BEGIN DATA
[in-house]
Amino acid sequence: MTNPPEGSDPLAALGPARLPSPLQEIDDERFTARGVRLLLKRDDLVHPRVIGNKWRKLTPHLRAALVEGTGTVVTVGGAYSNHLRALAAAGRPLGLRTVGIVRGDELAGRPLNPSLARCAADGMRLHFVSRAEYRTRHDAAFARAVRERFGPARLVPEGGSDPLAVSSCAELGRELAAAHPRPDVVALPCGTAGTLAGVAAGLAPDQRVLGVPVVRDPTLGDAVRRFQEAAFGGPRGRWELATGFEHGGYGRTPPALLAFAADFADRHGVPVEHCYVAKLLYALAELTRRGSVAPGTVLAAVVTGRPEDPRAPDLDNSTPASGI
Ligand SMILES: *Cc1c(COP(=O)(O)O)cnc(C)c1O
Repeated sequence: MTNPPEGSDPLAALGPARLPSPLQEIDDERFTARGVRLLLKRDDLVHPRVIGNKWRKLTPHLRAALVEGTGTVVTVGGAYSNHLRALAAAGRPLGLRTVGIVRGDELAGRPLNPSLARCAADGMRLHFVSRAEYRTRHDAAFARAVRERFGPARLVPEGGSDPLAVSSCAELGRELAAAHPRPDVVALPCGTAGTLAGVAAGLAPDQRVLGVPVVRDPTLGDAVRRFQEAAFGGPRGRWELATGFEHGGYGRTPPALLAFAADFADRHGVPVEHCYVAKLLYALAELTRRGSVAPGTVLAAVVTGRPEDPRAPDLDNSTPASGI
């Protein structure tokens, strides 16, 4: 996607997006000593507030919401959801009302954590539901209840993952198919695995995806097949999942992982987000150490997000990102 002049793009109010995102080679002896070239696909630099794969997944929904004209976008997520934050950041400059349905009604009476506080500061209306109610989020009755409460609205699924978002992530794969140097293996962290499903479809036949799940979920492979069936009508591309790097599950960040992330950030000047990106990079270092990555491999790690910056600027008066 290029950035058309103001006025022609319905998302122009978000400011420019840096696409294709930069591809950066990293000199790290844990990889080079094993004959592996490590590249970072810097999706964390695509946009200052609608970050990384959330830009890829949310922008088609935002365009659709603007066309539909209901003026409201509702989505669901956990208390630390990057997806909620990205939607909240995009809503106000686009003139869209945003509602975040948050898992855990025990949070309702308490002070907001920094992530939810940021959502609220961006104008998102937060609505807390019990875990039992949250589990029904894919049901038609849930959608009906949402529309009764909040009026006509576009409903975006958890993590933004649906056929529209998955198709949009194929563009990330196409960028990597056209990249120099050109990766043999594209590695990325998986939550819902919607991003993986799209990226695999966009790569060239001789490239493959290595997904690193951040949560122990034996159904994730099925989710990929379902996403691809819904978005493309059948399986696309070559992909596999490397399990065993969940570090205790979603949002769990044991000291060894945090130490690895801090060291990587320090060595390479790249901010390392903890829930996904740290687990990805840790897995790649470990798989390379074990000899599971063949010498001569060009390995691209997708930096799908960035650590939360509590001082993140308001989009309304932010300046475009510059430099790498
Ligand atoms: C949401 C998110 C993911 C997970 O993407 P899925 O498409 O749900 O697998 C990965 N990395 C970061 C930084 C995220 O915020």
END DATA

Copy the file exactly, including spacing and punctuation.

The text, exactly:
[in-house]
Amino acid sequence: MTNPPEGSDPLAALGPARLPSPLQEIDDERFTARGVRLLLKRDDLVHPRVIGNKWRKLTPHLRAALVEGTGTVVTVGGAYSNHLRALAAAGRPLGLRTVGIVRGDELAGRPLNPSLARCAADGMRLHFVSRAEYRTRHDAAFARAVRERFGPARLVPEGGSDPLAVSSCAELGRELAAAHPRPDVVALPCGTAGTLAGVAAGLAPDQRVLGVPVVRDPTLGDAVRRFQEAAFGGPRGRWELATGFEHGGYGRTPPALLAFAADFADRHGVPVEHCYVAKLLYALAELTRRGSVAPGTVLAAVVTGRPEDPRAPDLDNSTPASGI
Ligand SMILES: *Cc1c(COP(=O)(O)O)cnc(C)c1O
Repeated sequence: MTNPPEGSDPLAALGPARLPSPLQEIDDERFTARGVRLLLKRDDLVHPRVIGNKWRKLTPHLRAALVEGTGTVVTVGGAYSNHLRALAAAGRPLGLRTVGIVRGDELAGRPLNPSLARCAADGMRLHFVSRAEYRTRHDAAFARAVRERFGPARLVPEGGSDPLAVSSCAELGRELAAAHPRPDVVALPCGTAGTLAGVAAGLAPDQRVLGVPVVRDPTLGDAVRRFQEAAFGGPRGRWELATGFEHGGYGRTPPALLAFAADFADRHGVPVEHCYVAKLLYALAELTRRGSVAPGTVLAAVVTGRPEDPRAPDLDNSTPASGI
């Protein structure tokens, strides 16, 4: 996607997006000593507030919401959801009302954590539901209840993952198919695995995806097949999942992982987000150490997000990102 002049793009109010995102080679002896070239696909630099794969997944929904004209976008997520934050950041400059349905009604009476506080500061209306109610989020009755409460609205699924978002992530794969140097293996962290499903479809036949799940979920492979069936009508591309790097599950960040992330950030000047990106990079270092990555491999790690910056600027008066 290029950035058309103001006025022609319905998302122009978000400011420019840096696409294709930069591809950066990293000199790290844990990889080079094993004959592996490590590249970072810097999706964390695509946009200052609608970050990384959330830009890829949310922008088609935002365009659709603007066309539909209901003026409201509702989505669901956990208390630390990057997806909620990205939607909240995009809503106000686009003139869209945003509602975040948050898992855990025990949070309702308490002070907001920094992530939810940021959502609220961006104008998102937060609505807390019990875990039992949250589990029904894919049901038609849930959608009906949402529309009764909040009026006509576009409903975006958890993590933004649906056929529209998955198709949009194929563009990330196409960028990597056209990249120099050109990766043999594209590695990325998986939550819902919607991003993986799209990226695999966009790569060239001789490239493959290595997904690193951040949560122990034996159904994730099925989710990929379902996403691809819904978005493309059948399986696309070559992909596999490397399990065993969940570090205790979603949002769990044991000291060894945090130490690895801090060291990587320090060595390479790249901010390392903890829930996904740290687990990805840790897995790649470990798989390379074990000899599971063949010498001569060009390995691209997708930096799908960035650590939360509590001082993140308001989009309304932010300046475009510059430099790498
Ligand atoms: C949401 C998110 C993911 C997970 O993407 P899925 O498409 O749900 O697998 C990965 N990395 C970061 C930084 C995220 O915020």